How Writing Heightened My Senses

“When a regular person gets sick, they take an aspirin.  When a writer gets sick, they take notes…”

This past July I found myself in the hospital – as a visitor, not a patient. It was the first time I’d been in a hospital in years.

I was there early in the morning, and as I rounded a corner there was a multi-tiered cart pushed against the wall holding dirty dishes from the patients’ breakfasts. Walking past, I was hit with the unmistakable smell of stale pancakes and maple syrup. Despite everything that was on my mind that morning (my wife had stayed overnight with a mystery illness), those smells put a thought in my head – I need to remember this.

Suddenly I began looking around more aware, trying to take it all in:

The smell of the pancakes and syrup, the way the cart with all the dirty plates was pushed against the wall.

The chatter at the nurses station as well as all the different beeps, boops, and hums throughout the floor.

The people ending their overnight shifts with dead, heavy eyes, in contrast with the morning shift who had just started, bright-eyed and smiling as they made coffee and chirped “Good morning!” to everyone.

The (mostly elderly) patients that you could tell had been there quite some time, padding up and down the halls in their robes and slippers as part of their physical therapy, rolling their IV’s along beside them.

It was like I’d flipped open a mental notebook and was trying to commit to memory every detail I could because, as I realized that morning, it was inevitable one of my characters would end up in the hospital someday. Since then, I’ve made a conscious effort to take more notice of my surroundings.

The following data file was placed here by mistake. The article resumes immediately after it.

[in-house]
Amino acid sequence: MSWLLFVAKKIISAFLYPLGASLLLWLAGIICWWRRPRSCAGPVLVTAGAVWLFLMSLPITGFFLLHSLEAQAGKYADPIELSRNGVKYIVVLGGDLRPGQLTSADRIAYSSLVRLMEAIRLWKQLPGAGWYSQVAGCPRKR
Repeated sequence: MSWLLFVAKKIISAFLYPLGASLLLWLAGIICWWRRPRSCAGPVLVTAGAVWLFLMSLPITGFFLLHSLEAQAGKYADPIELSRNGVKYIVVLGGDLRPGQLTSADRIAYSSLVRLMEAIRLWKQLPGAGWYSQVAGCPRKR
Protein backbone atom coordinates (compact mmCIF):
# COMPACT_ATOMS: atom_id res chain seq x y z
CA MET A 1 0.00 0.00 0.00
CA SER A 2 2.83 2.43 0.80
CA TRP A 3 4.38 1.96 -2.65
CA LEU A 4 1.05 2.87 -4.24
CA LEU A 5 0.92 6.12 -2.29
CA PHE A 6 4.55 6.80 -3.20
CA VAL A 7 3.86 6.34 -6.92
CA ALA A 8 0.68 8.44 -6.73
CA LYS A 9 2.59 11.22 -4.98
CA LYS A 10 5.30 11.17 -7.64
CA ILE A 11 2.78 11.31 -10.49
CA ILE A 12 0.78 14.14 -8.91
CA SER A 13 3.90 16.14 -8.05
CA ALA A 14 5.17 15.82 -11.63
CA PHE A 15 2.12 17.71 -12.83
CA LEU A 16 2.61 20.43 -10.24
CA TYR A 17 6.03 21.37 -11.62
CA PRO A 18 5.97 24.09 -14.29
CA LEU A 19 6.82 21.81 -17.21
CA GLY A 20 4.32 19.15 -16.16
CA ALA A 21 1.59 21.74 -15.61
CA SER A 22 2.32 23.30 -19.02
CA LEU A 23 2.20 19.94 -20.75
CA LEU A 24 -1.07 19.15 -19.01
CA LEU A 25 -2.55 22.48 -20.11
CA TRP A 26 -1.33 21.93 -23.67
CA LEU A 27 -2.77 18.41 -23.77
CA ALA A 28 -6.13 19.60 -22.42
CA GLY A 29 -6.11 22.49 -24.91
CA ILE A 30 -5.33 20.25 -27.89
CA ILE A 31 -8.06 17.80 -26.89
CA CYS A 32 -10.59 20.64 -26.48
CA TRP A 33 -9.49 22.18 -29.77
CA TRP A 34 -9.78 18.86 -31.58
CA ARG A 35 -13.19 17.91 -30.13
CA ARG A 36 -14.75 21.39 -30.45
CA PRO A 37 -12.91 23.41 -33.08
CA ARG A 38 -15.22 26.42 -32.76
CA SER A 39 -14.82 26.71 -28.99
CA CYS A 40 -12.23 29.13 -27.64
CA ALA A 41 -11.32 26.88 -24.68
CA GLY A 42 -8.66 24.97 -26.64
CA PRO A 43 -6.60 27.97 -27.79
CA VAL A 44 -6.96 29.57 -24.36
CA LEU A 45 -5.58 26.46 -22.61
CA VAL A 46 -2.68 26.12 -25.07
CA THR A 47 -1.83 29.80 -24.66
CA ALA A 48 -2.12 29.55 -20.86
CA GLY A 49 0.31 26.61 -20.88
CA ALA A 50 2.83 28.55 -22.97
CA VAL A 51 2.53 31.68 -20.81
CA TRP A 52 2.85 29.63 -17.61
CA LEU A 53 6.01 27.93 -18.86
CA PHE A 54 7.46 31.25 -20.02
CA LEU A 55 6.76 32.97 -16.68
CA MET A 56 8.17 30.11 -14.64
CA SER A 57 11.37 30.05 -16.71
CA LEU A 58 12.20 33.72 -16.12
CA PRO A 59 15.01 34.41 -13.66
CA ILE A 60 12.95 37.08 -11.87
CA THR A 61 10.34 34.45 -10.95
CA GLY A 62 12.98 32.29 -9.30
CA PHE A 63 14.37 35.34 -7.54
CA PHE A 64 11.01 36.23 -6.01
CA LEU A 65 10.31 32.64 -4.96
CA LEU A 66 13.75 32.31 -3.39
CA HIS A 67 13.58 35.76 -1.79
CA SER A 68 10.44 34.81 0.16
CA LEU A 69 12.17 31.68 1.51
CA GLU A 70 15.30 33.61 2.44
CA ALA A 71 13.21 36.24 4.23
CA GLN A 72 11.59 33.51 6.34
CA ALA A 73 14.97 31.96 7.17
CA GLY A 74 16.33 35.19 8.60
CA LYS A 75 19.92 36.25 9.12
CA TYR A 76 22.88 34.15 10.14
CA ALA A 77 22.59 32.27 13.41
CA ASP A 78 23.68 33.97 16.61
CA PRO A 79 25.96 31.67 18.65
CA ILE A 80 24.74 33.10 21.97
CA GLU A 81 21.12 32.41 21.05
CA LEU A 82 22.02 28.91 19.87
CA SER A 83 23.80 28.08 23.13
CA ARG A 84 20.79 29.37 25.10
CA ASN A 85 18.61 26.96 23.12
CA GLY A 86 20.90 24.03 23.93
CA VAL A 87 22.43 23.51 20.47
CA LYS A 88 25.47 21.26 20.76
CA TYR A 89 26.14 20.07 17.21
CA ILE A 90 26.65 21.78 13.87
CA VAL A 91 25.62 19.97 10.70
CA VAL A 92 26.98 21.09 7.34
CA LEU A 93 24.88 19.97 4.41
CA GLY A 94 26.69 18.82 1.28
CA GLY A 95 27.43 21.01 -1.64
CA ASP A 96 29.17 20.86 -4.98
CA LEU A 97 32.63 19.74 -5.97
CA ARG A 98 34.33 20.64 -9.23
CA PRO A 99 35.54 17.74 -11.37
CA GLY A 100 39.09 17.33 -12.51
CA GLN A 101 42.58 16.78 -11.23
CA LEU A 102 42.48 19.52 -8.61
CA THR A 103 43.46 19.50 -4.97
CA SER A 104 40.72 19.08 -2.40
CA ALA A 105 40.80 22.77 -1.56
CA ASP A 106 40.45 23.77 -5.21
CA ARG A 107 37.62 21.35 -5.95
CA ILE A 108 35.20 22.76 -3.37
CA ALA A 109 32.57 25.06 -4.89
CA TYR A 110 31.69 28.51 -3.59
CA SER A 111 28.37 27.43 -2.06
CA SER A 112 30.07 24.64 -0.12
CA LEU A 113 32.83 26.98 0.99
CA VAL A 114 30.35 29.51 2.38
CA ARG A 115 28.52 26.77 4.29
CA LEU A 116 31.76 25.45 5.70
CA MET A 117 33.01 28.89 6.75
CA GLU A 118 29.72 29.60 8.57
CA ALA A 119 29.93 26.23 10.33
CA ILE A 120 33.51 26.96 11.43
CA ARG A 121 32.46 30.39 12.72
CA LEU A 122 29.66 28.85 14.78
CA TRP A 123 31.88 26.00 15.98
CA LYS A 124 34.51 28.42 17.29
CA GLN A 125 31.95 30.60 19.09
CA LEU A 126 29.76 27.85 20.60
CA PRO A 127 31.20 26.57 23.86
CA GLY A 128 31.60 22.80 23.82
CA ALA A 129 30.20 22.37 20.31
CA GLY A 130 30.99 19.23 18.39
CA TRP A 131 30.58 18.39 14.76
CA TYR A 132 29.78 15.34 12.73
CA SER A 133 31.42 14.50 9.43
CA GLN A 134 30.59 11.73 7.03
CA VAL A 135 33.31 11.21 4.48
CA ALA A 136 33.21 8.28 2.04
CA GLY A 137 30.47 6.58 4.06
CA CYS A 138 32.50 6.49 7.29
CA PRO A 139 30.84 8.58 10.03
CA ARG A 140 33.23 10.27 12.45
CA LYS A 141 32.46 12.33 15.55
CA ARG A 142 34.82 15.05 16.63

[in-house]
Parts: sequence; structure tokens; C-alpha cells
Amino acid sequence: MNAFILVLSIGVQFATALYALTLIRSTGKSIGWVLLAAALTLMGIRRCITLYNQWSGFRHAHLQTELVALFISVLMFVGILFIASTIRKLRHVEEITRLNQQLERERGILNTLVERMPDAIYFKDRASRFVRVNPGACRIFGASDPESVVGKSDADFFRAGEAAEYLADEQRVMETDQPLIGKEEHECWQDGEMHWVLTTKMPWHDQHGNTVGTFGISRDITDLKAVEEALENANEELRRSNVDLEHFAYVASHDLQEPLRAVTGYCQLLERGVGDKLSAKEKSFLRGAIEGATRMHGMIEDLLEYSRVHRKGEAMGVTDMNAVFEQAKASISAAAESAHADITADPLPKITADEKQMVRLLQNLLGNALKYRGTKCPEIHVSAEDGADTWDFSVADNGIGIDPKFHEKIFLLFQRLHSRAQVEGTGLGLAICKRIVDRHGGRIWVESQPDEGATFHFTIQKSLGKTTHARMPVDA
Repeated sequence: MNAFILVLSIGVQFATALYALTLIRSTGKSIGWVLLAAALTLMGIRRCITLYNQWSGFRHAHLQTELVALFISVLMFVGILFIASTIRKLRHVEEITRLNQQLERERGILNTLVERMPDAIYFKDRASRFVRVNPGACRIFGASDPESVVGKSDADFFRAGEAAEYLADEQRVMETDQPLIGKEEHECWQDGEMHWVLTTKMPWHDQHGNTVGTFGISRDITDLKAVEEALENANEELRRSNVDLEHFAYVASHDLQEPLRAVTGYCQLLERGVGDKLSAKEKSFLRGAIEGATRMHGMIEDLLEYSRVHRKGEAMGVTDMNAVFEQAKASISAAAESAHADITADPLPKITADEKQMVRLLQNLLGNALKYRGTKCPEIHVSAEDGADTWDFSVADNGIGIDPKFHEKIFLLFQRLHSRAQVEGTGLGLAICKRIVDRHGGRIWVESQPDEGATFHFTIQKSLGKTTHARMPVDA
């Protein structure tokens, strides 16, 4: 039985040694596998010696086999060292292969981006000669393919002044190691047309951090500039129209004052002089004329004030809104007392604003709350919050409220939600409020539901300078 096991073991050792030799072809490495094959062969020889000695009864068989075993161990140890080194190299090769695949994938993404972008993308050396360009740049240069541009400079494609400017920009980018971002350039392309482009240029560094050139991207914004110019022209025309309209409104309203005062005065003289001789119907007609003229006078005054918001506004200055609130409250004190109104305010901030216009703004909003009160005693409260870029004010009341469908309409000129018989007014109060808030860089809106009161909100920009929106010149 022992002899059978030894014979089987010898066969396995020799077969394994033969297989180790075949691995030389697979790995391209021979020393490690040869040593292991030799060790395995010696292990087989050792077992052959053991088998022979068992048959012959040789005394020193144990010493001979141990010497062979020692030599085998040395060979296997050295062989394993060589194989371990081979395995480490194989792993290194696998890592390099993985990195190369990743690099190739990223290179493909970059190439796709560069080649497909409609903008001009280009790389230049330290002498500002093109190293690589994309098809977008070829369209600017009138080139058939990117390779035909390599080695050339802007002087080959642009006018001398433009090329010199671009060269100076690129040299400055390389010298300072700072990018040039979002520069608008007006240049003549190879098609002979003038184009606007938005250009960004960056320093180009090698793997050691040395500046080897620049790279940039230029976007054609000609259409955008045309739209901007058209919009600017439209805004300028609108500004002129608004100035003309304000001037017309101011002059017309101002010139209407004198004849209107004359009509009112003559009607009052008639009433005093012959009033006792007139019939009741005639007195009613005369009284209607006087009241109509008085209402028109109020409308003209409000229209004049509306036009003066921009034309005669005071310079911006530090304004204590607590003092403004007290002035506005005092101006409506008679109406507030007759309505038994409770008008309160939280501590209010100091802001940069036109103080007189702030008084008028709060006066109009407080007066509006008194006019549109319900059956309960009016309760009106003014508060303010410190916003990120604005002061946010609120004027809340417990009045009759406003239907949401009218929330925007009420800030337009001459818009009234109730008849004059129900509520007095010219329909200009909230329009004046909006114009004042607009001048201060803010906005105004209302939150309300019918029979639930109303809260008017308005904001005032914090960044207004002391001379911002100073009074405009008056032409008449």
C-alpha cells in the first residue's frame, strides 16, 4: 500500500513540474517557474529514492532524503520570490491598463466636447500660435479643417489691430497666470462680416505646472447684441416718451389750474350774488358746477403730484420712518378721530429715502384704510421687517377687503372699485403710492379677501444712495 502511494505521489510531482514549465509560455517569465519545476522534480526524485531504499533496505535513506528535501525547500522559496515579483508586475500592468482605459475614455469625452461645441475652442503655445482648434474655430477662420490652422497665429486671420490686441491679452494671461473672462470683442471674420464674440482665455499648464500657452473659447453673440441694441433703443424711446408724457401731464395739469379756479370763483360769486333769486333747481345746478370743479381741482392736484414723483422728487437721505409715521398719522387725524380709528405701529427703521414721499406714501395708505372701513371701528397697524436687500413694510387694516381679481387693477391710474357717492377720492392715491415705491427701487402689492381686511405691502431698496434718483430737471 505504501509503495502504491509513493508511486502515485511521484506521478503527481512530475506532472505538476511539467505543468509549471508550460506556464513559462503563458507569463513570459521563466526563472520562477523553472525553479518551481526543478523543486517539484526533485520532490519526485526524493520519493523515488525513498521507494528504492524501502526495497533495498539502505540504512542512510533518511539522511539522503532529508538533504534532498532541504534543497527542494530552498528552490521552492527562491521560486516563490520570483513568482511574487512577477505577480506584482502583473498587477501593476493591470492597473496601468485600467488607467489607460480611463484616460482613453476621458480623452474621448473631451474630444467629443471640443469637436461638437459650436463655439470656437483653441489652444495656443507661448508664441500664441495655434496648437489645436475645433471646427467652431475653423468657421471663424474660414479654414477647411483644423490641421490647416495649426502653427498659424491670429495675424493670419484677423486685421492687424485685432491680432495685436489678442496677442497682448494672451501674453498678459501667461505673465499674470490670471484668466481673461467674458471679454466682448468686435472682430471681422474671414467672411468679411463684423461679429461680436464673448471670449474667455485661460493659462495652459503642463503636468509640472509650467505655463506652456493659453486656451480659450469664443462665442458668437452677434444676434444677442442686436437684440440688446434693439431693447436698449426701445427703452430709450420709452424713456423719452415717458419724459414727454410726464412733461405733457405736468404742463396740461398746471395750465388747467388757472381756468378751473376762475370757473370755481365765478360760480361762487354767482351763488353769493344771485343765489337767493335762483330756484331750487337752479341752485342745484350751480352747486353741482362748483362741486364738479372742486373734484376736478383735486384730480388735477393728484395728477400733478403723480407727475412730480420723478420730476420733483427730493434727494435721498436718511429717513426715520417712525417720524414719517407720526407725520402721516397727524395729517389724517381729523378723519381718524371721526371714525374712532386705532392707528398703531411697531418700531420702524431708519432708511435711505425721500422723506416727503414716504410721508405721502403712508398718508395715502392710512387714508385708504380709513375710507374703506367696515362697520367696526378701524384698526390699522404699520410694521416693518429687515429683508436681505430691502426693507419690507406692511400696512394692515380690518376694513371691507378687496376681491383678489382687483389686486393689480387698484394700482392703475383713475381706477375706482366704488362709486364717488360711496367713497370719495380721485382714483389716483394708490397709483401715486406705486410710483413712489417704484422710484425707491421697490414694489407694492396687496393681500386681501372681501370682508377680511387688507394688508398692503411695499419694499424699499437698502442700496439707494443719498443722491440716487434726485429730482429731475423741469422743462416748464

I’ve always been a people watcher and an eavesdropper by nature; I could sit in a mall food court or similar public place and watch people for hours – making up imaginary backstories for them, trying to figure out where they’re coming from and where they’re headed, that sort of thing.

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Judging from the size of his backpack, this young man has obviously just run away from home. (Wikipedia)

But now I’m listening to ambient noise, looking at minute details, trying to identify smells and thinking about how to describe them. It’s like suddenly my senses have been heightened; everything is more vivid because I’m paying more attention in hopes of being able to describe it in my writing later on.

About six weeks ago I had a stomach bug that lasted for about five days. It was awful. I was absolutely miserable. But it was different this time – I thought about it like a writer. I paid attention to every little twinge of pain in my stomach. Of course it hurt, but how did it hurt? What did it feel like?